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IT LAB car for desktops

Jun 19, 2017

1 Vote

Status: Acknowledged

 IDEA FOR IT LAB..ON WHEELS  People who want to work on big screens of desktop in lawns, terrace....or house galleries...or open areas, those would be benefitted as well. Small distance movements would be there for cabinet car...  That would be innovative as well and fun experience as well of car..  children, old aged, would like the PRODUCT the most.   DESKTOP computers, accessories, CPU, speakers, keyboard, mouse, stabilizer, wirings..etc..    Small moving car type cabinet..having place for all above..and wiring jacks (so that long wires..would not be required, like 7 jacks.enclosed)....so that shifting cabinet or small car cabinet would be easy with all accessories and desktop from one room to another, or from one place to another within room...OR lawns...  example attached..tyres or wheels or designs can be modified..Even chair would be enclosed with provisions of positioning of chairs, stretching, or other posture benefits..  small cabinet car…with light provisions of desired color..small embedded solar ac..  solar batteries or jacks in cabinet…or car…where wires of desktop to jacks..of car..powered by solar batteries…in addition to wire privileges..of electricity.  Gate of car or roof of car can be opened or closed per customer’s choice..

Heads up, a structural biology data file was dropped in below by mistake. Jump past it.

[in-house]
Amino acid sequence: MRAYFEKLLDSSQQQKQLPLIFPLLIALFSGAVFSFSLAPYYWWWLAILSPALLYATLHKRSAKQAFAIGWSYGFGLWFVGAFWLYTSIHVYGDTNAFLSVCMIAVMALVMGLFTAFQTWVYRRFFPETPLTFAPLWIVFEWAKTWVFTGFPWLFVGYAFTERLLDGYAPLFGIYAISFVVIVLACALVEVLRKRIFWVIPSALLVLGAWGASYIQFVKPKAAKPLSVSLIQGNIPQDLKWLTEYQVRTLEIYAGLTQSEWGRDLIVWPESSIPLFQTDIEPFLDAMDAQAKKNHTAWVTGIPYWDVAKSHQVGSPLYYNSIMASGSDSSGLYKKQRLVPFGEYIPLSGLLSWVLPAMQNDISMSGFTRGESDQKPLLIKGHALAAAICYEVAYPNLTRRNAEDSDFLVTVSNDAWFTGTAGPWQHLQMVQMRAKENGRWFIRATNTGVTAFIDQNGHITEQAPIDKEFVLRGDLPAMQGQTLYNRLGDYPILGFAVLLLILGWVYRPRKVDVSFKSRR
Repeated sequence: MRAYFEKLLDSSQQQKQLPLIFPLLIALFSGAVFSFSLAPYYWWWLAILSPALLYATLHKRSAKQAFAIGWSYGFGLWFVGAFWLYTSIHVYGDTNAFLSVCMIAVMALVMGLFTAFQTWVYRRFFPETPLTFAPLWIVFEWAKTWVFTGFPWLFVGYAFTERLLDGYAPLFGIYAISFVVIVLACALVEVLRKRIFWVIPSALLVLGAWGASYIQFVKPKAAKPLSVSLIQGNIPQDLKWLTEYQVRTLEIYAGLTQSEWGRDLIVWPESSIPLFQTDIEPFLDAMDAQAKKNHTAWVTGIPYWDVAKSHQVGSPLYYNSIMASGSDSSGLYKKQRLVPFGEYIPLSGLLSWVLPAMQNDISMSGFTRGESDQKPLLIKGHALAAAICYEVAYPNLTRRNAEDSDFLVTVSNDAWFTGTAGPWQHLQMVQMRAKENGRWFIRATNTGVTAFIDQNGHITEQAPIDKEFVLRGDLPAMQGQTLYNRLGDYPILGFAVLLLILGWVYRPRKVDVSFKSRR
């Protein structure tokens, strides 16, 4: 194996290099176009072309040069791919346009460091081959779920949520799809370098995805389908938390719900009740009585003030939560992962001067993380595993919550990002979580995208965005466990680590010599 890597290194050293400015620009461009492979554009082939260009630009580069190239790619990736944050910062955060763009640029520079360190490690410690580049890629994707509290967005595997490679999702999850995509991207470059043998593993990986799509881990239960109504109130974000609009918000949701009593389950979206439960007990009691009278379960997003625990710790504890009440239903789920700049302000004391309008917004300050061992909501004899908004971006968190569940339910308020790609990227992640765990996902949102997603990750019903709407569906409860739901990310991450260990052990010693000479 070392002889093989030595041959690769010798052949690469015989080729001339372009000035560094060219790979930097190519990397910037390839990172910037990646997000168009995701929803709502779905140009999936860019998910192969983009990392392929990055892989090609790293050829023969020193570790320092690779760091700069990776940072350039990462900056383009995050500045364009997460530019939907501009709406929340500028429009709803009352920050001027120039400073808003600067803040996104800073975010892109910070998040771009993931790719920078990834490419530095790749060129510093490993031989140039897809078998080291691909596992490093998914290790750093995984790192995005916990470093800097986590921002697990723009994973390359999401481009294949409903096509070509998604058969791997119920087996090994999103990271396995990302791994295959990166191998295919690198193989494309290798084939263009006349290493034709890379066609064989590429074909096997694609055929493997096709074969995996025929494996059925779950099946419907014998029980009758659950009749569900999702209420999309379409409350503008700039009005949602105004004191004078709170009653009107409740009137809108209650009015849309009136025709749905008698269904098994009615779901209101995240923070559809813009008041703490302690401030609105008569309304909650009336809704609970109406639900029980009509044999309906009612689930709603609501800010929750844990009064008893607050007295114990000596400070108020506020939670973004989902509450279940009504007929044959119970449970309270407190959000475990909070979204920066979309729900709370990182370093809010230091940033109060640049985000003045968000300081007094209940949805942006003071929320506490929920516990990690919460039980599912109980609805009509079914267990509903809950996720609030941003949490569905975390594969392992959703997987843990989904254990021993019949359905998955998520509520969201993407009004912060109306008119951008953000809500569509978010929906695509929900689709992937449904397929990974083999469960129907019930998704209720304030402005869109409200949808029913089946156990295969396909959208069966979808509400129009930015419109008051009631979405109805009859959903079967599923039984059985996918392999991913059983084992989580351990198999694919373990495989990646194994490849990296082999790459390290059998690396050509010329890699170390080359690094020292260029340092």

1 Votes | 1 Comment

Categories: Accessories (Keyboards, etc.), Desktops and Laptops, New Product Ideas,

LAPTOP - KEYPAD slant height protrusion

Jun 19, 2017

1 Vote

Status: Acknowledged

  laptops keypad (ONLY KEYPAD PORTION OF LAPTOP) having provisions of protruding out to certain selected height..as slant so that to work while laptop in laps in vehicles or metros, or while in different postures on bed, users can easily type..and on pressing particular button, laptop's keypad would get to its original position as embedded in horizontal position..ONE ASSIGNED BUTTON WOULD BE THERE. 

1 Votes | 0 Comment

Categories: Desktops and Laptops, IdeaStorm, New Product Ideas,

FreeBSD-based Secure Laptop for execs/security specialists

May 20, 2017

1 Vote

Status: Acknowledged

FreeBSD is an extremely stable OS. OpenBSD is an an extremely secure OS. DELL should offer it a synthesis of these two OS's as an optional install. Security will be the most important criteria in the acquisition of technological goods.  The greater the diversity of OS's the greater the chances of being able to minimise the spread of malware contagions.  DELL, invest in FreeBSD!You will not regret it.Best wisheszeke 

1 Votes | 0 Comment

Categories: Desktops and Laptops, New Product Ideas, Operating Systems,

XPS 15 9570 wishlist -- add your wishes here too

May 12, 2017

1 Vote

Status: Acknowledged